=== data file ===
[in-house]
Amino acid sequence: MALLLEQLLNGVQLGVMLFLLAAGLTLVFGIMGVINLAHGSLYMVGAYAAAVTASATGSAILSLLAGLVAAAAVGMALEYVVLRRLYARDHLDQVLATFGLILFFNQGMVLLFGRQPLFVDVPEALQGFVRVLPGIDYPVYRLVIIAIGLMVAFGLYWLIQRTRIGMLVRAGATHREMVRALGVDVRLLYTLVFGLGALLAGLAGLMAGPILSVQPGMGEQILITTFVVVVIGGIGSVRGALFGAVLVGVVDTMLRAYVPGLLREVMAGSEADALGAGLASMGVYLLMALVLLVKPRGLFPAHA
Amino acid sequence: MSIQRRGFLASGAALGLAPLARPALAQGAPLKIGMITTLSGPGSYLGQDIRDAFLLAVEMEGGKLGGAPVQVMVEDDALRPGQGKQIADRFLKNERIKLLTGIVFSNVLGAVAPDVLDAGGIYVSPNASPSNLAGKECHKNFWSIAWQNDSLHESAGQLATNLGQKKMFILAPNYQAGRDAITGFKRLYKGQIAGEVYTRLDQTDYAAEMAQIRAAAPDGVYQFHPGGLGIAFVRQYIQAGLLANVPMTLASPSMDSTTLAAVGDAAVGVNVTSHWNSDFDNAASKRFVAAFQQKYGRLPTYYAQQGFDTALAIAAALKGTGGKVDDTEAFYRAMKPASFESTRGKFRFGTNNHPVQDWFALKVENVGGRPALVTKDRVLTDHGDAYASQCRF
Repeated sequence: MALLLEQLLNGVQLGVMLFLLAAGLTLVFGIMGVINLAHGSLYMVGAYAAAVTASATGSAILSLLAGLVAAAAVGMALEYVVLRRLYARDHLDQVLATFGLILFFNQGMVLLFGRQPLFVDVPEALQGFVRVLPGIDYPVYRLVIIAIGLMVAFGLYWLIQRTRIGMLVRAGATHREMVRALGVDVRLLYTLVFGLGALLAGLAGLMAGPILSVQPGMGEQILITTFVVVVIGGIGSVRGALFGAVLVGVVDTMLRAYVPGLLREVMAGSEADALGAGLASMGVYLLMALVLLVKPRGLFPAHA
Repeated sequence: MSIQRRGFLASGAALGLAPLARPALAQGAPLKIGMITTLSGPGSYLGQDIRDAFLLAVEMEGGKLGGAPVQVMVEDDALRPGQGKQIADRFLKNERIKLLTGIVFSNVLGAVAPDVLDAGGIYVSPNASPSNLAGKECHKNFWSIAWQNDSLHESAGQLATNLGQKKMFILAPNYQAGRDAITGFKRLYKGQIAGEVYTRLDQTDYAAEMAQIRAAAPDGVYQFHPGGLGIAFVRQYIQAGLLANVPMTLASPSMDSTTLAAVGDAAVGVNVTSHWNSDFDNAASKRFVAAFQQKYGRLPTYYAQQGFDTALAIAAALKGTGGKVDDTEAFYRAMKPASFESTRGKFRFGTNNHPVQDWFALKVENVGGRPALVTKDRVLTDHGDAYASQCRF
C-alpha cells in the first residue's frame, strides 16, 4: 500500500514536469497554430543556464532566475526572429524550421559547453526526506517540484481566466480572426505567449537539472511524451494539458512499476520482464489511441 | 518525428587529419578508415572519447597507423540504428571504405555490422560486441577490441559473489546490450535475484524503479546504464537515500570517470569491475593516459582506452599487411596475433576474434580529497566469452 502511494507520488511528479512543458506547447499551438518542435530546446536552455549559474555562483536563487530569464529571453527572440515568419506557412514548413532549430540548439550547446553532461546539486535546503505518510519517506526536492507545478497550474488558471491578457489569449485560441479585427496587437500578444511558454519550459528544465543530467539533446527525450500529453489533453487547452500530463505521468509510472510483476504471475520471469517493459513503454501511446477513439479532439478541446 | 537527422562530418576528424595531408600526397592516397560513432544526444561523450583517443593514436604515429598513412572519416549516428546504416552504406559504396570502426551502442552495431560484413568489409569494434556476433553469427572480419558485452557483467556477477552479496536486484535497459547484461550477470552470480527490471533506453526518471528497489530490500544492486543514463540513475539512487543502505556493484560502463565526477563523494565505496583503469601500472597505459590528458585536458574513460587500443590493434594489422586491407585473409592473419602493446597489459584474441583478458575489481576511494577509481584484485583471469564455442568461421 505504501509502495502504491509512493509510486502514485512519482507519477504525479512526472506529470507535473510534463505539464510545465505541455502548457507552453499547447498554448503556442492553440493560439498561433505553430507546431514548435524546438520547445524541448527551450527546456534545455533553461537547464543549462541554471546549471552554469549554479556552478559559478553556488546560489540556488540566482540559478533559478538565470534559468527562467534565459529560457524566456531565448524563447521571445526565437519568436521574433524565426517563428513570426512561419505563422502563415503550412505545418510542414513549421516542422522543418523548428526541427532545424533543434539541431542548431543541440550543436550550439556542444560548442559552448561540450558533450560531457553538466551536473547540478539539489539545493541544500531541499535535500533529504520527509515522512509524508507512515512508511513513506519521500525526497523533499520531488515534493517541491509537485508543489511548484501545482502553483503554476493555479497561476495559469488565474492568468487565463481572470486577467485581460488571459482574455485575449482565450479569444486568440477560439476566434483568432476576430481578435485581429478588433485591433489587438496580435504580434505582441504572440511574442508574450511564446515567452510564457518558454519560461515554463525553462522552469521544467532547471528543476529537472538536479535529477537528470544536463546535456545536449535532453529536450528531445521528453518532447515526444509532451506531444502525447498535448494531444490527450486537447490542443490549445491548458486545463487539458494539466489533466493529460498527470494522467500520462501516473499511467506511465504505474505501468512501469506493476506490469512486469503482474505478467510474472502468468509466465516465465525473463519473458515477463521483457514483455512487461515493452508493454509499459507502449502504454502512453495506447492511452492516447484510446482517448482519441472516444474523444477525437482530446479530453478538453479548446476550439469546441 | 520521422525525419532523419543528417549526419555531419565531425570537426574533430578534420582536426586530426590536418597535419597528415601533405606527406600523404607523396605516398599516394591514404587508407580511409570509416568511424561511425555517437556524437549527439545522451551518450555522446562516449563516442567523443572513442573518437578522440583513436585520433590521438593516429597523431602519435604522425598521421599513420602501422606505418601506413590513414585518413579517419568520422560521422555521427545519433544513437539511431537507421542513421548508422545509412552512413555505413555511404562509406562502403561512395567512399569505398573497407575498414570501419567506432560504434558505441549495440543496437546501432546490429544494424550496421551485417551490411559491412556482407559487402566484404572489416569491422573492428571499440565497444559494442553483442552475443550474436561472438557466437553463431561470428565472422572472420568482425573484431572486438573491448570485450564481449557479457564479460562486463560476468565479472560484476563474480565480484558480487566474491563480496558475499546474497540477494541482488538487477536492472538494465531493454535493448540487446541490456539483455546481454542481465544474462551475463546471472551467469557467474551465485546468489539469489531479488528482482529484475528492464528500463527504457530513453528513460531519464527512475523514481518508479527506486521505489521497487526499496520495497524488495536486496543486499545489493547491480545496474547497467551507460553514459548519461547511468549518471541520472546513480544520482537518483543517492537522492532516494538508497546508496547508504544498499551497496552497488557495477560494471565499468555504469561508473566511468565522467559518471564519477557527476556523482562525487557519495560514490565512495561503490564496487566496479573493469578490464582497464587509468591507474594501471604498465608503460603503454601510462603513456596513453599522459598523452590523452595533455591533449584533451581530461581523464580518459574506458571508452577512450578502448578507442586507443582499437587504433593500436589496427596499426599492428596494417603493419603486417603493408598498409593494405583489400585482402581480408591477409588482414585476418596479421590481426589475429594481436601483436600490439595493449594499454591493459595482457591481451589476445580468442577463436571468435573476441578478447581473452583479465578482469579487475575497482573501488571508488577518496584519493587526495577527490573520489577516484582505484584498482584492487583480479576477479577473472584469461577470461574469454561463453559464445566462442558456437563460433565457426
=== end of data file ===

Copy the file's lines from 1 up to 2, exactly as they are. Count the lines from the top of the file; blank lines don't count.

[in-house]
Amino acid sequence: MALLLEQLLNGVQLGVMLFLLAAGLTLVFGIMGVINLAHGSLYMVGAYAAAVTASATGSAILSLLAGLVAAAAVGMALEYVVLRRLYARDHLDQVLATFGLILFFNQGMVLLFGRQPLFVDVPEALQGFVRVLPGIDYPVYRLVIIAIGLMVAFGLYWLIQRTRIGMLVRAGATHREMVRALGVDVRLLYTLVFGLGALLAGLAGLMAGPILSVQPGMGEQILITTFVVVVIGGIGSVRGALFGAVLVGVVDTMLRAYVPGLLREVMAGSEADALGAGLASMGVYLLMALVLLVKPRGLFPAHA